Cheer on World Cup competitors with eclectic drink choices
World Cup mania has descended as the planet's best football teams vie for the sport's ultimate championship in Brazil.
OK, so we call it soccer in the United States.
Whatever the name, there's something special about a sport where the size of the athlete and the size of the country bear no direct relationship to success. Polished skills, teamwork, cunning and ability to grab the moment make the difference in the “beautiful game.”
Admittedly, scoring can be in short supply. The sport requires patient observation when watching on television. While following the matches and admiring the performances, lift a cup or two of these classic cocktails and wine from the participating nations:
Brazilians have it bad for the World Cup. The country has won five titles and claims some of the sport's most fabled players, such as Pelé.
When the national team plays, normally bustling, congested streets fall silent as the entire nation rivets attention on the match. Even so, Brazilians always make time to enjoy a glass of cold c aipirinha.
This tasty cocktail mixes 2 1 / 2 ounces cachaça — a sugar cane spirit — with freshly squeezed juice from half a lime, 1 teaspoon sugar and 1 cup ice. Cachaça comes in dazzling variations. But the classic caipirinha uses the clear, pure “white” version to enhance pure refreshment.
Boca Loca Cachaça, Brazil ($23.99) is available exclusively through Dreadnought Wines in the Strip District (412-391-1709). The name “Boca Loca” translates to “crazy lips,” a perfect metaphor for the free-spirited Brazilian approach to savoring and enjoying the moment.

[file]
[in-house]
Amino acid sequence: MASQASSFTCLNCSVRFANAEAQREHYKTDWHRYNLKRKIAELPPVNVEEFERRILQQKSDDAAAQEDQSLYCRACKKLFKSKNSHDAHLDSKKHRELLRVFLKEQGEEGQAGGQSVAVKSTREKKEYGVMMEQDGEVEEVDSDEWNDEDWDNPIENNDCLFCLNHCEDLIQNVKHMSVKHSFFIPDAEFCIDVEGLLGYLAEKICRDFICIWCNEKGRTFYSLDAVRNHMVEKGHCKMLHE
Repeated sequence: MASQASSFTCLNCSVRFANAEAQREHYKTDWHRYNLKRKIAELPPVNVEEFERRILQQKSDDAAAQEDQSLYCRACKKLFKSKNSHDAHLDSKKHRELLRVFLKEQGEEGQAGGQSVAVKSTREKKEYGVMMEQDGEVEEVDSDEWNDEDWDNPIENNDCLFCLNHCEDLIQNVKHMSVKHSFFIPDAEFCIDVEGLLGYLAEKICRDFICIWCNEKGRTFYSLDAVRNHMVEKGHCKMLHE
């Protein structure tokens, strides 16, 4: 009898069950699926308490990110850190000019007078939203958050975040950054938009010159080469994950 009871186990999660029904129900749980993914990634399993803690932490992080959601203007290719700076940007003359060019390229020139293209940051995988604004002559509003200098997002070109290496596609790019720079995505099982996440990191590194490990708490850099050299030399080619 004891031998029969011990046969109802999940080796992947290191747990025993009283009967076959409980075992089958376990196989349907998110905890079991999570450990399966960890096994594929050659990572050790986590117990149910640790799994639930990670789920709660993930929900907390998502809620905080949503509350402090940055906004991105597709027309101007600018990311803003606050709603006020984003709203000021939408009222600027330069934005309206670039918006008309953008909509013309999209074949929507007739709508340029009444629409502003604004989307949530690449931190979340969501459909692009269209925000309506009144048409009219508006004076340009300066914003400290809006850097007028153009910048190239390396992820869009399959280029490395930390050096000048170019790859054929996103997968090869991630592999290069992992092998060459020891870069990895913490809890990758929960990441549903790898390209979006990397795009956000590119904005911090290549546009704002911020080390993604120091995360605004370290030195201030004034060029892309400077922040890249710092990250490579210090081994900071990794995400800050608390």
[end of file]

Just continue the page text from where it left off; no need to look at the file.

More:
Originally, only slaves and local natives consumed cachaça, while wealthier elites favored imported spirits. Today, cachaça's appeal has broadened as adult Brazilians consume, on average, 3 gallons of the drink annually.
Unlike most Caribbean rums that ferment molasses, cachaça derives from the juice of hand-harvested, freshly pressed sugar cane fermented with special yeasts. Distillation captures fruity aromas and pure, fruity flavors with none of the rough qualities of many rums. Highly recommended.
The English invented modern soccer, but the Brits typically come up empty on the World Cup's big stage. Not to worry. There's always a pint of bitter beer and a Pimm's Cup to enjoy.
Pimm's Cup No. 1 Liqueur (4066; $18.99) is a tea-colored, gin-based liqueur incorporating quinine, herbs and spices as a delightful foundation for a refreshing cocktail.
Fill a large pitcher with ice and add one part Pimm's Cup No. 1 to two parts lemonade made from freshly squeezed lemons. Mix in thin cucumber slices, orange slices and strawberries. Serve in tall glasses filled with ice and garnish with a sprig of mint.
Italy's World Cup teams have enjoyed recent successes even as plenty of drama always swirls around the squad. Whatever the outcome, Italians always enjoy a tasty Negroni cocktail.
Start with Campari Bitter Aperitivo (5484, $28.99), the vivid neon-red, quinine and herb based liqueur. For a perfect Negroni, mix 11⁄2 ounces Campari, 11⁄2 ounces gin and 1 ounce each of sweet and dry vermouth in an ice-filled shaker. Pour into a rocks glass and serve with an orange garnish.